Facebook Pixel

Hemophilia: An Overview

By Blogger
Rate This
Hemophilia related image Photo: Getty Images

Childhood cuts and scrapes are normally nothing more than a rite of passage of childhood. A wet paper towel, a little Neosporin, a Scooby-Doo Band-Aid, a magic kiss from mom and the injury is good as new and the child quickly off to the next adventure -- and scrape.

Unfortunately, normal bumps and bruises aren’t quite so easy for those diagnosed with hemophilia. Normally inherited, hemophilia is a very rare bleeding disorder that renders blood unable to clot normally. As a result, even the smallest of childhood -- or adulthood -- bumps, bruises, and scrapes can be quite serious and may become life-threatening.

Most of us are born with proteins, or clotting factors, that interact with platelets, enabling them to clot together to stop bleeding. If the proteins are absent, or limited, then the platelets are left unable to do their job properly and bleeding -- even from minor cuts and scrapes -- may continue unchecked. In addition to free bleeding from routine cuts and scrapes, those with hemophilia run a greater risk of internal injury and bleed, causing damage to joints and well as internal organs.

The two most common forms of hemophilia are hemophilia A and hemophilia B. About 90 percent of all persons with hemophilia have hemophilia A. Persons with hemophilia A are either missing, or have lower levels than normal, of clotting factor VIII. (8)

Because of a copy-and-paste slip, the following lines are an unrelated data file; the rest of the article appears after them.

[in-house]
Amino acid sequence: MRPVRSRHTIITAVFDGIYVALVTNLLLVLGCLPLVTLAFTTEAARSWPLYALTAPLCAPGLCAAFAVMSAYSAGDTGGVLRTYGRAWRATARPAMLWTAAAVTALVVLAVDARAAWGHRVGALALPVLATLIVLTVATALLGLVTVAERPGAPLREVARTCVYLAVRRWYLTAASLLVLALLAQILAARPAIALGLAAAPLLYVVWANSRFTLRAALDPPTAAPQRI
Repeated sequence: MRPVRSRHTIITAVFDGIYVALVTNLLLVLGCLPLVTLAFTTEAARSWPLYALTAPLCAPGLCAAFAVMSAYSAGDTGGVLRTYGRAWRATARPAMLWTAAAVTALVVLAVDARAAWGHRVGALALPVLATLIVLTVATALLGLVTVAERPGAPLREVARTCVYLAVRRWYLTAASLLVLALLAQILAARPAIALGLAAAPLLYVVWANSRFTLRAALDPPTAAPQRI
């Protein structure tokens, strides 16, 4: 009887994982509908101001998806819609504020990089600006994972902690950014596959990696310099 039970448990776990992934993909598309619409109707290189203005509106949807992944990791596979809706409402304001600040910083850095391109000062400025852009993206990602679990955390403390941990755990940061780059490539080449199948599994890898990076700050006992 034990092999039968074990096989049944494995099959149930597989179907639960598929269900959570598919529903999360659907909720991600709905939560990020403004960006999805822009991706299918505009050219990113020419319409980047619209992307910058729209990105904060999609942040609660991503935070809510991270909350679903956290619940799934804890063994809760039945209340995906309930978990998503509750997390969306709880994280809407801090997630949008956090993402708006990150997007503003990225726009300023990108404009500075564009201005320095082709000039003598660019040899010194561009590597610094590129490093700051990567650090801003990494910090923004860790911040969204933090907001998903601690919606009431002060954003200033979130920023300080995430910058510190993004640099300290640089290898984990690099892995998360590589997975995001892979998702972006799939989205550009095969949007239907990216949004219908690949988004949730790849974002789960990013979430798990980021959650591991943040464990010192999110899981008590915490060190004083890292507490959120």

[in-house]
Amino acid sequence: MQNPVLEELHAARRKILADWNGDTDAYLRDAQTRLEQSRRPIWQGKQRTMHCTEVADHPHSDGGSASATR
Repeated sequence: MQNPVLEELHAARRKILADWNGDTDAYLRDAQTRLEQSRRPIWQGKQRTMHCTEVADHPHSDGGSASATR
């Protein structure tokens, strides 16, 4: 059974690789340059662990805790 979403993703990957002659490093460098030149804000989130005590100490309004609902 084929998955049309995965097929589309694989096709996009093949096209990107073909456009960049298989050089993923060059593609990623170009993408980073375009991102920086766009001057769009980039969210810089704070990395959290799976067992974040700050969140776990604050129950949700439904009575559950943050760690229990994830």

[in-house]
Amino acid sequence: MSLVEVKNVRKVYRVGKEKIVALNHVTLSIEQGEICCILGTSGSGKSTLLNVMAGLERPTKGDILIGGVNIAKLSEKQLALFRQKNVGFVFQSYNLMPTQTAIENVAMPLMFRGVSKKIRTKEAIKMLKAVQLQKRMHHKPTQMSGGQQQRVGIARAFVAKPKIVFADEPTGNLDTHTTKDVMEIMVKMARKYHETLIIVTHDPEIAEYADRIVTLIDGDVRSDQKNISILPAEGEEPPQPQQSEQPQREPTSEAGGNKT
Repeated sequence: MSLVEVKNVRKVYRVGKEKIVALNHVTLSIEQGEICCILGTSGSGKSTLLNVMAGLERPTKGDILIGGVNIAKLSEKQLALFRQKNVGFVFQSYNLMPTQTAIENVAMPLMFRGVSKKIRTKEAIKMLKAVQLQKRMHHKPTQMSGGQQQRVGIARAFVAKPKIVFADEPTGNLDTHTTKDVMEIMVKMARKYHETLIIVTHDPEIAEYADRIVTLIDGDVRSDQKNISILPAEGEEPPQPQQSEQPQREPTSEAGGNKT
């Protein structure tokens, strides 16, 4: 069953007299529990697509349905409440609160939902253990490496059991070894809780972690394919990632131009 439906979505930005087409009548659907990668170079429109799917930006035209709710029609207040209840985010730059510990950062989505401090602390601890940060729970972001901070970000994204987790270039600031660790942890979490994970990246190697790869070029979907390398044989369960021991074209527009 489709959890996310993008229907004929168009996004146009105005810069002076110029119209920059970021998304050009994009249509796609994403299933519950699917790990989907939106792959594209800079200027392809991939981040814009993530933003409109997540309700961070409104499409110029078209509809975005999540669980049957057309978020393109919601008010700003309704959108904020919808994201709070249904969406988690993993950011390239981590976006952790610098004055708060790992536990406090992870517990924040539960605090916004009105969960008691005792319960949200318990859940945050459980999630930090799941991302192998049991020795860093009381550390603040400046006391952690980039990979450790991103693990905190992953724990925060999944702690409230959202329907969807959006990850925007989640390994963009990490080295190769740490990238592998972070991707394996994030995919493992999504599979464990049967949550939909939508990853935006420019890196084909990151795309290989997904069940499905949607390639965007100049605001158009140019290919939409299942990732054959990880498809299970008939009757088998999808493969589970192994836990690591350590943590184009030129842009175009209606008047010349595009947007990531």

Hemophilia A is also known as antihemophilic factor, thromboplastinogen, factor VIII deficiency, and classic hemophilia. Those diagnosed with hemophilia B either have low levels or missing clotting factor IX (9), or autoprothrombin or factor IX deficiency. Although it’s certainly not a present that you want to receive, hemophilia B is sometimes referred to as Christmas disease.

While less common, it’s possible to acquire hemophilia. This occurs when your body creates antibodies that turn against the clotting factors rendering them unable to perform their job.

While women are carriers of the hemophilia gene, it’s uncommon for a woman to actually have inherited hemophilia and most hemophilia patients are men.

Add a CommentComments

There are no comments yet. Be the first one and get the conversation started!

Enter the characters shown in the image.
By submitting this form, you agree to EmpowHER's terms of service and privacy policy

We value and respect our HERWriters' experiences, but everyone is different. Many of our writers are speaking from personal experience, and what's worked for them may not work for you. Their articles are not a substitute for medical advice, although we hope you can gain knowledge from their insight.


Get Email Updates

Hemophilia Guide

Have a question? We're here to help. Ask the Community.


Health Newsletter

Receive the latest and greatest in women's health and wellness from EmpowHER - for free!